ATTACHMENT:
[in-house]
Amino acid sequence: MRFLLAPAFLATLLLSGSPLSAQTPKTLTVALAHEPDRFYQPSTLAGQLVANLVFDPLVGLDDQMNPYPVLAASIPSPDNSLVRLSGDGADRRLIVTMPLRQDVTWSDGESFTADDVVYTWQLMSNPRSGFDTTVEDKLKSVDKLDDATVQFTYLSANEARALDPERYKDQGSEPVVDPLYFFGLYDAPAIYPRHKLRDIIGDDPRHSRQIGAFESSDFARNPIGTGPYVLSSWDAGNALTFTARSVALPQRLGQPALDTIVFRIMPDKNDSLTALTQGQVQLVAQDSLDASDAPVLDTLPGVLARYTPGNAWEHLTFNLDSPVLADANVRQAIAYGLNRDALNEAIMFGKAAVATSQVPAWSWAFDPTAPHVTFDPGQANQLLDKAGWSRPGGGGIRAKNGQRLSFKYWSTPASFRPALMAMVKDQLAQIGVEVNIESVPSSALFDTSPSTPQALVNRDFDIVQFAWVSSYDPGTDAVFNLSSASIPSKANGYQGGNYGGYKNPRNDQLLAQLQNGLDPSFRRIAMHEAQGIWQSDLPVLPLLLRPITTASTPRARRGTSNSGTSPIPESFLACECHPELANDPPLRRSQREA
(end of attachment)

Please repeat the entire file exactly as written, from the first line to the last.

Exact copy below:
[in-house]
Amino acid sequence: MRFLLAPAFLATLLLSGSPLSAQTPKTLTVALAHEPDRFYQPSTLAGQLVANLVFDPLVGLDDQMNPYPVLAASIPSPDNSLVRLSGDGADRRLIVTMPLRQDVTWSDGESFTADDVVYTWQLMSNPRSGFDTTVEDKLKSVDKLDDATVQFTYLSANEARALDPERYKDQGSEPVVDPLYFFGLYDAPAIYPRHKLRDIIGDDPRHSRQIGAFESSDFARNPIGTGPYVLSSWDAGNALTFTARSVALPQRLGQPALDTIVFRIMPDKNDSLTALTQGQVQLVAQDSLDASDAPVLDTLPGVLARYTPGNAWEHLTFNLDSPVLADANVRQAIAYGLNRDALNEAIMFGKAAVATSQVPAWSWAFDPTAPHVTFDPGQANQLLDKAGWSRPGGGGIRAKNGQRLSFKYWSTPASFRPALMAMVKDQLAQIGVEVNIESVPSSALFDTSPSTPQALVNRDFDIVQFAWVSSYDPGTDAVFNLSSASIPSKANGYQGGNYGGYKNPRNDQLLAQLQNGLDPSFRRIAMHEAQGIWQSDLPVLPLLLRPITTASTPRARRGTSNSGTSPIPESFLACECHPELANDPPLRRSQREA